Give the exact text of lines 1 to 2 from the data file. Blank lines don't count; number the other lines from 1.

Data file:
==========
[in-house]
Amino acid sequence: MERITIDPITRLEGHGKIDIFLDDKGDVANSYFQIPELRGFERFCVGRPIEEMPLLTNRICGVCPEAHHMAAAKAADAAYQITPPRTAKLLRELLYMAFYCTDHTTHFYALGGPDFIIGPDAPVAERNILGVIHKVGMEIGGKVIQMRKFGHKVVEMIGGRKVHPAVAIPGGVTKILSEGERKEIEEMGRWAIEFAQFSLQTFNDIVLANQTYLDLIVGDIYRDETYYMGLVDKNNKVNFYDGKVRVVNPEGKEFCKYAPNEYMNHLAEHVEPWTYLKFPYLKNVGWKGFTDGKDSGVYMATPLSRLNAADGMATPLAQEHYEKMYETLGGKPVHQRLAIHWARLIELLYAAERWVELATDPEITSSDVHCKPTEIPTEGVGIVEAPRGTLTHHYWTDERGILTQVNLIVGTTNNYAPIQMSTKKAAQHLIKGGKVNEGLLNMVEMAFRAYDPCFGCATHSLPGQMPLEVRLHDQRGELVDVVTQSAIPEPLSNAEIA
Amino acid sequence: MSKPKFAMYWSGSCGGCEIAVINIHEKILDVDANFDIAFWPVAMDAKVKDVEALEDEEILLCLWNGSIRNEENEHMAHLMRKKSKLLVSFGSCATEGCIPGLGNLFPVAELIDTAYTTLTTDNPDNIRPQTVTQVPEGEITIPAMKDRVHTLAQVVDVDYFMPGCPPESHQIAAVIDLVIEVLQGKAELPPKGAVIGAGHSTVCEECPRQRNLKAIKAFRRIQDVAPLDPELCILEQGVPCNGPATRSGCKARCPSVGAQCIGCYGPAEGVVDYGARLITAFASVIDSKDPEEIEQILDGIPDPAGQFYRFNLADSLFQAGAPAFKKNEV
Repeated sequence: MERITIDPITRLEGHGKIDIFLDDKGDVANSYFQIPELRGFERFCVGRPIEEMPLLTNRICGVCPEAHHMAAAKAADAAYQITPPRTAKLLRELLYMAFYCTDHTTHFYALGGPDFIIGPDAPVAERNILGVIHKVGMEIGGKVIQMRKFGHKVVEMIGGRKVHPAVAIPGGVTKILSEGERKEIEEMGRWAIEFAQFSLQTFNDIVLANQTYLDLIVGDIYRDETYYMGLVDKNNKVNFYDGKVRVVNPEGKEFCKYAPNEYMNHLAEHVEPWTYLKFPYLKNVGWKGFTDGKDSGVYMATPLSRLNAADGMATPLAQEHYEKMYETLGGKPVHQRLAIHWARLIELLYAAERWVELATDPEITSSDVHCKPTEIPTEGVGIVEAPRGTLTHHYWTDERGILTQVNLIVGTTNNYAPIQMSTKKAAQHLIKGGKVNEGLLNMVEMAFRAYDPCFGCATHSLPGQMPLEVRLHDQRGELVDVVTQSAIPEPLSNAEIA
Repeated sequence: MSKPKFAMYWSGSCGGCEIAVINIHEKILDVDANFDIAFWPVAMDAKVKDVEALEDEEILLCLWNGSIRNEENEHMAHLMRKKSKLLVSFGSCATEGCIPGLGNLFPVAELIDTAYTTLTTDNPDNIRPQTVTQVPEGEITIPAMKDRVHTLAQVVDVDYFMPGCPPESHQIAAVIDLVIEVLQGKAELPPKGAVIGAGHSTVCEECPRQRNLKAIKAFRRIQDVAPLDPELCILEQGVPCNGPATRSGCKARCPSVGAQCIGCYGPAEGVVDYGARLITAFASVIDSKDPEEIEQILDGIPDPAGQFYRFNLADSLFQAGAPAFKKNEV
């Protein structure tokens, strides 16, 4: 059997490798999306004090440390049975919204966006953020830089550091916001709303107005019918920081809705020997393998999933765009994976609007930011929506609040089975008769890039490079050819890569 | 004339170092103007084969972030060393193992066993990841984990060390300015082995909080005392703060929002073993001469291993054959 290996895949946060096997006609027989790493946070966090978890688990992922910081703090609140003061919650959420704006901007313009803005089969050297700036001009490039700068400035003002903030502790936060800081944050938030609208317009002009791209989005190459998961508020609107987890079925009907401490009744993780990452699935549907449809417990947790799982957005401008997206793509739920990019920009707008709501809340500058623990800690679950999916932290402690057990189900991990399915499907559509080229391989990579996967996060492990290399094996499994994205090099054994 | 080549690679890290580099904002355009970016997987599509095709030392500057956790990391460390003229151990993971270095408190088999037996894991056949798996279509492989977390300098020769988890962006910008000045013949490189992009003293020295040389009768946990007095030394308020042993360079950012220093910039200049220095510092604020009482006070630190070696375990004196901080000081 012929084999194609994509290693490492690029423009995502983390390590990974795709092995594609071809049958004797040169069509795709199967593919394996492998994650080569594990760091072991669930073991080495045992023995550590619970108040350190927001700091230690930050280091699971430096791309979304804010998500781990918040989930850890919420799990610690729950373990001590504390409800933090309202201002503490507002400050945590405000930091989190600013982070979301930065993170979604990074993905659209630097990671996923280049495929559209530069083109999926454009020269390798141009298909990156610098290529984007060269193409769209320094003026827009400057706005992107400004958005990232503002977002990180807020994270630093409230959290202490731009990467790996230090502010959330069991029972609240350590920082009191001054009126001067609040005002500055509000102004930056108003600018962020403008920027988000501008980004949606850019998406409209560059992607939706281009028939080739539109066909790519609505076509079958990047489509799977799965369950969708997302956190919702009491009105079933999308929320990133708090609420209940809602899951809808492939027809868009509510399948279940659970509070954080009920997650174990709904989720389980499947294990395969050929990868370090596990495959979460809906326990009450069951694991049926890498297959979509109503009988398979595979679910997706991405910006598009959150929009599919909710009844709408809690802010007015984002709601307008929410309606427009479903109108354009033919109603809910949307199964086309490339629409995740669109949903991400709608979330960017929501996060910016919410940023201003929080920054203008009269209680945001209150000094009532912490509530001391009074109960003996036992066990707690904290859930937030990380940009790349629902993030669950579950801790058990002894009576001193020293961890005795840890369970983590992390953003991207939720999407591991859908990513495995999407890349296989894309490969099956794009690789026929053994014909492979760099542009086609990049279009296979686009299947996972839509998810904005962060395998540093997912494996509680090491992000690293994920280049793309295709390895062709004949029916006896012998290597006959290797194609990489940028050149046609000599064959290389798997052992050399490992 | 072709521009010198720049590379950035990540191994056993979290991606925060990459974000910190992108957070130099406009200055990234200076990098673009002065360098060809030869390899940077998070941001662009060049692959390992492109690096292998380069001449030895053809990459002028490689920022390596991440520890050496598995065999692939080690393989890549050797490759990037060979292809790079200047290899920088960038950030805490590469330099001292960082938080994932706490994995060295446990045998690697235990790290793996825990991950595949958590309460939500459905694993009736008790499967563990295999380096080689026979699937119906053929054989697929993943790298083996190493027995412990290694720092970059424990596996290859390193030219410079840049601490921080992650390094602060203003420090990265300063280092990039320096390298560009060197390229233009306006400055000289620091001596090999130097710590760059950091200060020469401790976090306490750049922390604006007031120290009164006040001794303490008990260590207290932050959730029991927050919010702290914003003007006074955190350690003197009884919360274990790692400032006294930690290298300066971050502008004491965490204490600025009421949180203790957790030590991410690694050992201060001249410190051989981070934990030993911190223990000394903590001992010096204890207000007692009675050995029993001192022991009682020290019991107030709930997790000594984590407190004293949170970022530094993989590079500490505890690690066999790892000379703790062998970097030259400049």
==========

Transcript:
[in-house]
Amino acid sequence: MERITIDPITRLEGHGKIDIFLDDKGDVANSYFQIPELRGFERFCVGRPIEEMPLLTNRICGVCPEAHHMAAAKAADAAYQITPPRTAKLLRELLYMAFYCTDHTTHFYALGGPDFIIGPDAPVAERNILGVIHKVGMEIGGKVIQMRKFGHKVVEMIGGRKVHPAVAIPGGVTKILSEGERKEIEEMGRWAIEFAQFSLQTFNDIVLANQTYLDLIVGDIYRDETYYMGLVDKNNKVNFYDGKVRVVNPEGKEFCKYAPNEYMNHLAEHVEPWTYLKFPYLKNVGWKGFTDGKDSGVYMATPLSRLNAADGMATPLAQEHYEKMYETLGGKPVHQRLAIHWARLIELLYAAERWVELATDPEITSSDVHCKPTEIPTEGVGIVEAPRGTLTHHYWTDERGILTQVNLIVGTTNNYAPIQMSTKKAAQHLIKGGKVNEGLLNMVEMAFRAYDPCFGCATHSLPGQMPLEVRLHDQRGELVDVVTQSAIPEPLSNAEIA